The problems of modern life are presented as timeless; pain, loss, fear, change and complexity are not 20th century constructs. Miyazaki grounds the metaphysical question of man’s relationship with the numinous in the physical struggle between men and gods, and shows us that this too is a 20th century issue. We have limited resources—of time, of energy, of faith. How much of that will we devote to serving a remote idea, and how much of it to making improvements in our own lives and the lives of those we care for? Nature is not endless and its regenerative powers, while seemingly miraculous, are not guaranteed.
The fundamental human problem is not the technological and economic issue of meeting all our material needs — something psychologically as well as environmentally impossible —but the psychological and spiritual need to understand the nature of our own minds. For this reason any formulation of “needs” is as much a value judgement as it is a determination of fact. This is something Buddhism and other religions emphasize but economics does not acknowledge. Economics cannot avoid reducing the good to an amount because it factors all desires into its basic equation of scarcity, which derives from comparing limited means with potentially unlimited wants.
Unlike the homeless of the U.S., who have access to a continuum of temporary housing and supportive services, the homeless of Japan are left to little more than their wit, bodies and determination.
The park was planned during the economic boom, and opened in 1994, hoping to attract several million tourists a year. An average stay with train, hotel and entrance fees would cost up to U.S.$1,000 per person for a long weekend, depending on the exchange rate. A family of four could save big money by simply catching a 747 to Barcelona. But Barcelona is now in Japan: the sashimi is good, the bath is hot, and everyone speaks the same language you do. It’s just like being at home.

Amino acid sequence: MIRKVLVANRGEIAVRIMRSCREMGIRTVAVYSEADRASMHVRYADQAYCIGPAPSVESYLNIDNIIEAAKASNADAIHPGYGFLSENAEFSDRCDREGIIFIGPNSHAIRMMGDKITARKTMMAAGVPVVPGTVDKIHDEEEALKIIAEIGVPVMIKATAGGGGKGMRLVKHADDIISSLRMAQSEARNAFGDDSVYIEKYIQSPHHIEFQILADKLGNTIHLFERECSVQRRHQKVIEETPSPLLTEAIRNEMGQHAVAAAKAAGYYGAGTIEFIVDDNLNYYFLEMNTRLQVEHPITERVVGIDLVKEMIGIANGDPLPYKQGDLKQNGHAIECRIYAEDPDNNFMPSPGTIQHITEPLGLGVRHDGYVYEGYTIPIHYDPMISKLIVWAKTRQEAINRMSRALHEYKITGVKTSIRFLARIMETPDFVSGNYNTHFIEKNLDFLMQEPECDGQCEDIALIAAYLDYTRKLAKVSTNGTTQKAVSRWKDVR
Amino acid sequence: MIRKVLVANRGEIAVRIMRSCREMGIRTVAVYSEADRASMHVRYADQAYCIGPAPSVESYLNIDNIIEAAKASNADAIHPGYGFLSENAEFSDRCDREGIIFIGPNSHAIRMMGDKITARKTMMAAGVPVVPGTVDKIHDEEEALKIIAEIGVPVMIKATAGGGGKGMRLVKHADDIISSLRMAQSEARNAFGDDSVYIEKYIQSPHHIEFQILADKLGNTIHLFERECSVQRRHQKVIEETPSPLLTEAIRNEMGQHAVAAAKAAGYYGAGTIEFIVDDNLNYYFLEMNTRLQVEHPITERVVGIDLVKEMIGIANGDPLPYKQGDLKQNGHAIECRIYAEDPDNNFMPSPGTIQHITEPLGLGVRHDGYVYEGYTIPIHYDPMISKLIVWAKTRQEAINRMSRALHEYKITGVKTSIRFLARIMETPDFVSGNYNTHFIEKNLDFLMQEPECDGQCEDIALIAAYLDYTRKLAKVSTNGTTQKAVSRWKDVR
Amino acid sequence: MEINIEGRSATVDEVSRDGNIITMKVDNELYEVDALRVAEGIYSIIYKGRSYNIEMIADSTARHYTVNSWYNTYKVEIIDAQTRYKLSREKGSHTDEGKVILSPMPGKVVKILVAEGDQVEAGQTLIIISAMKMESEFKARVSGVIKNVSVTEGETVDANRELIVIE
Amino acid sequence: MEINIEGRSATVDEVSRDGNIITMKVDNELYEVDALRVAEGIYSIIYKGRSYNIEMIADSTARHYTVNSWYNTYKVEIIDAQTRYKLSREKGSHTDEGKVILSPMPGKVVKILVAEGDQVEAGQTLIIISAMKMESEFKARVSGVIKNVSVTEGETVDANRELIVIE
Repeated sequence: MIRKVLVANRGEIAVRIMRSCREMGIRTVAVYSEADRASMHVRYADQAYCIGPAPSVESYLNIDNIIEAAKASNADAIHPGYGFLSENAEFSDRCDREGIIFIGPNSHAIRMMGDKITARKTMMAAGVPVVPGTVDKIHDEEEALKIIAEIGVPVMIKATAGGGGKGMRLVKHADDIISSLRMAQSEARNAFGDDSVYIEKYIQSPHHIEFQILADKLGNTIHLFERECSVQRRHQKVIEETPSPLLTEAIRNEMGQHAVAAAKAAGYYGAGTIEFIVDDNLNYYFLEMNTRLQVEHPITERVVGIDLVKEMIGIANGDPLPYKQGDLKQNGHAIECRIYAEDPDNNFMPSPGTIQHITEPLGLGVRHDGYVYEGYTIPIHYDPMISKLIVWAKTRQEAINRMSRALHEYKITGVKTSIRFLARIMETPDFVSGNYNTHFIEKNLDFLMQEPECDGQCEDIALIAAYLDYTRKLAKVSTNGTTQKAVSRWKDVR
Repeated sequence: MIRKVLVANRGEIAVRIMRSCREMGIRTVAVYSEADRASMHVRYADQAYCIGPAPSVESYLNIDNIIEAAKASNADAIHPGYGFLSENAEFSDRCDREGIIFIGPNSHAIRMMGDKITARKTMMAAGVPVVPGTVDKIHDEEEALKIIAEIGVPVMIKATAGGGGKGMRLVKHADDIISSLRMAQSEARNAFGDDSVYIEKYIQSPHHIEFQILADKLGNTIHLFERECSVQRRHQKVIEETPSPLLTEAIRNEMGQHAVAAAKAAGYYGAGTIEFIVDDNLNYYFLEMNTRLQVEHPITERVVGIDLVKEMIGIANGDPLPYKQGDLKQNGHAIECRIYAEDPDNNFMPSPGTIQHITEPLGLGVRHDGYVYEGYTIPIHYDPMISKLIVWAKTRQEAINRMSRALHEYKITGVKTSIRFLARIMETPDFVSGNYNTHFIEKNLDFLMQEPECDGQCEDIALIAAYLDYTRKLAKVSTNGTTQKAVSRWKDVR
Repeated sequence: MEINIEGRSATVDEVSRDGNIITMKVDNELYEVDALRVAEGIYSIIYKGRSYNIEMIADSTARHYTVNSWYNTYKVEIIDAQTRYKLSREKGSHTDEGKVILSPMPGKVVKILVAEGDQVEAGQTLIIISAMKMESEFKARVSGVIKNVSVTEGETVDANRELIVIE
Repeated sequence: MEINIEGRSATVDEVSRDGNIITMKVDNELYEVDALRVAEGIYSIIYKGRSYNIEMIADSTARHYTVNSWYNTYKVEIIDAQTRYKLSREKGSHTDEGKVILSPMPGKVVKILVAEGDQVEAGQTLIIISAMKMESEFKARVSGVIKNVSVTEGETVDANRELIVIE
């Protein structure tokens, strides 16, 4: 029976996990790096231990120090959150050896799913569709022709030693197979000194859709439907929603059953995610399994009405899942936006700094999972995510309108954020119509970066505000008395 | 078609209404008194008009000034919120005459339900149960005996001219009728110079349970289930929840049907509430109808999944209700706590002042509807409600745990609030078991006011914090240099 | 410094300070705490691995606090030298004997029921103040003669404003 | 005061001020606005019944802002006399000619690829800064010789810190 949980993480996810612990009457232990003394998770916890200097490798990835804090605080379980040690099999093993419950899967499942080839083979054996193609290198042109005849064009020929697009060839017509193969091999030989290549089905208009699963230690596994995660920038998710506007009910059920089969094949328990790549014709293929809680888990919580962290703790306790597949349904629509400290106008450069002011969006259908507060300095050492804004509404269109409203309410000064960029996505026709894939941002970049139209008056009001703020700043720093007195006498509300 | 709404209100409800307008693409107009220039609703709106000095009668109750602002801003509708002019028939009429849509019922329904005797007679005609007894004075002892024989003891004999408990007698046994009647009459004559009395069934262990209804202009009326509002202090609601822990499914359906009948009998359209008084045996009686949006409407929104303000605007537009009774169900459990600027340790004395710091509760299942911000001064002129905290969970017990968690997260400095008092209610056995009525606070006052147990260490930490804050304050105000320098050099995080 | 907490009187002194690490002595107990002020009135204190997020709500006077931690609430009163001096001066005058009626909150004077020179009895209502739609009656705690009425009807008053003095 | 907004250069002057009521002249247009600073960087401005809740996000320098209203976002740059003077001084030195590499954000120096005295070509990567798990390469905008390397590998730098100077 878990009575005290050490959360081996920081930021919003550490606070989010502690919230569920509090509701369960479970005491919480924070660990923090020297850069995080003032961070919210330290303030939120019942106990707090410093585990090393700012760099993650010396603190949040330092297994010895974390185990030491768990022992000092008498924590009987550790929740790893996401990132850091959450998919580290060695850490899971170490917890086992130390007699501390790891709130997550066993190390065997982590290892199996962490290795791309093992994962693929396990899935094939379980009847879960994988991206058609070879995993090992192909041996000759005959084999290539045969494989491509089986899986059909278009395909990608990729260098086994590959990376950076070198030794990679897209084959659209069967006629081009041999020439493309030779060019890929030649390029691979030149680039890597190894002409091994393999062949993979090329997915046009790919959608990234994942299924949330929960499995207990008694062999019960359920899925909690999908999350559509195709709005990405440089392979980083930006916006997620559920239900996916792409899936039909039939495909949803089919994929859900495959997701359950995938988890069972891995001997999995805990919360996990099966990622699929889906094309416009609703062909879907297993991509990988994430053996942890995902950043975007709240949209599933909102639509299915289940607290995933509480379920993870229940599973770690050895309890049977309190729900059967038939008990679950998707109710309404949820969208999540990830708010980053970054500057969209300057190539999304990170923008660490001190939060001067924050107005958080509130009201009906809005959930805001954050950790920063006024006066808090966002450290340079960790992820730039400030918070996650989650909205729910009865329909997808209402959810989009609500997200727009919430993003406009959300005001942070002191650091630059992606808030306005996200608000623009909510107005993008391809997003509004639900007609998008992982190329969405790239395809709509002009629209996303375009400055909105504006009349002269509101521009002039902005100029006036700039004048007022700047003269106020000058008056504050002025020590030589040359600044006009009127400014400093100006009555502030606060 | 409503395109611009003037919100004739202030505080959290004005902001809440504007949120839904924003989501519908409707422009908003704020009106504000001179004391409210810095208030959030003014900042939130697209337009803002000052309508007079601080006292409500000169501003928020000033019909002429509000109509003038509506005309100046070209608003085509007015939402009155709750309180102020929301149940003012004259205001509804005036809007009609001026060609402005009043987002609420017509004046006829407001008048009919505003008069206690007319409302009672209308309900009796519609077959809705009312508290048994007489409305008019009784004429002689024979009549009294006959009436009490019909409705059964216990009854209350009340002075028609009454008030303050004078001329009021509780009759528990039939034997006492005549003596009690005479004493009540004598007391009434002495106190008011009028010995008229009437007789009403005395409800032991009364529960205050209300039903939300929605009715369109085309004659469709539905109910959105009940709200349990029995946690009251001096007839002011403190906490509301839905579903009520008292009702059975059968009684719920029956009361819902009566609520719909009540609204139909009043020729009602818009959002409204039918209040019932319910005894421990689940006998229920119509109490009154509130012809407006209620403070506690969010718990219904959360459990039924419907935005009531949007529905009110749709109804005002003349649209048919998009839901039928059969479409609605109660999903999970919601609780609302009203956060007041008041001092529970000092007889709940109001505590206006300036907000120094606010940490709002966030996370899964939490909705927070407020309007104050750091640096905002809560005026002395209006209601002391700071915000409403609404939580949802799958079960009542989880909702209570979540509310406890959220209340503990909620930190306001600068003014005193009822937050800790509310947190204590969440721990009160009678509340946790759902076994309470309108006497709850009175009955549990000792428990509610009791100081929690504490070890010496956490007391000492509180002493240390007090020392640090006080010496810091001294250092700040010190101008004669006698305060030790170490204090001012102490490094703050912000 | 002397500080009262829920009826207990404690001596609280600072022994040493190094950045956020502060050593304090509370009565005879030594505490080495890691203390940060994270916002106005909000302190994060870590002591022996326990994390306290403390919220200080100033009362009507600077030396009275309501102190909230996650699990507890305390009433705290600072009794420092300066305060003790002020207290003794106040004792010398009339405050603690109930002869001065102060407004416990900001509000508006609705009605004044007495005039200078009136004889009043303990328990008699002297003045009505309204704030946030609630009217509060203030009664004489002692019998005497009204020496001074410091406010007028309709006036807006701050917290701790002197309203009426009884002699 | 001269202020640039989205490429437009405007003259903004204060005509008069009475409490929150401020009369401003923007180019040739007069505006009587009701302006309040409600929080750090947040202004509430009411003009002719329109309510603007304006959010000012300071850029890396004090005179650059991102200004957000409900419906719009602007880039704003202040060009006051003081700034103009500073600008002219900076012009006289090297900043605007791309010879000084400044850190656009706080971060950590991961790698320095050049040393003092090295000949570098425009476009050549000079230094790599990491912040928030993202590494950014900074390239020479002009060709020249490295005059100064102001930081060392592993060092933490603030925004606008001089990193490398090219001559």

During the 1920s and ’30s, Shanghai was the most accessible place for Japanese to study the Euro-American way of life. For musicians who could ride on steamships (whether as bandsmen or passengers), Shanghai now offered a Japanese enclave where they could find refuge and a familiar audience. Some talented and lucky players could even cross the Garden Bridge and get into the dance halls in the English-American and French settlements to join more prestigious bands.
?” “Hello, hello, is anyone listening to me?” We laughed nervously. “Why do you like karaoke, Keiko?” “Why do you like Print Club, Miwako?” “Come on girls, use your brains!” No one had ever spoken to us like that before. “Have an opinion!” he pestered. Once when Ai said, “How do I have an opinion?” he got up and started banging his head on the wall, wild animal teacher. We were scared that old Kanekiyo would come in and send him away.
Kings With Straw Mats, a film by Ira Cohen — John Brandi
Traces of Dreams: Landscape, Cultural Memory, and the Poetry of Basho, by Haruo Shirane — Morgan Pitelka
Wandering Ghost: The Odyssey of Lafcadio Hearn, by Thomas Cott — Marc P. Keane
Ravine and Other Stories, by Yoshikichi Furui, trans Meredith McKinney — David Zmijewskie
Mirror of Modernity, Ed. Stephen Vlastos — Bruce Caron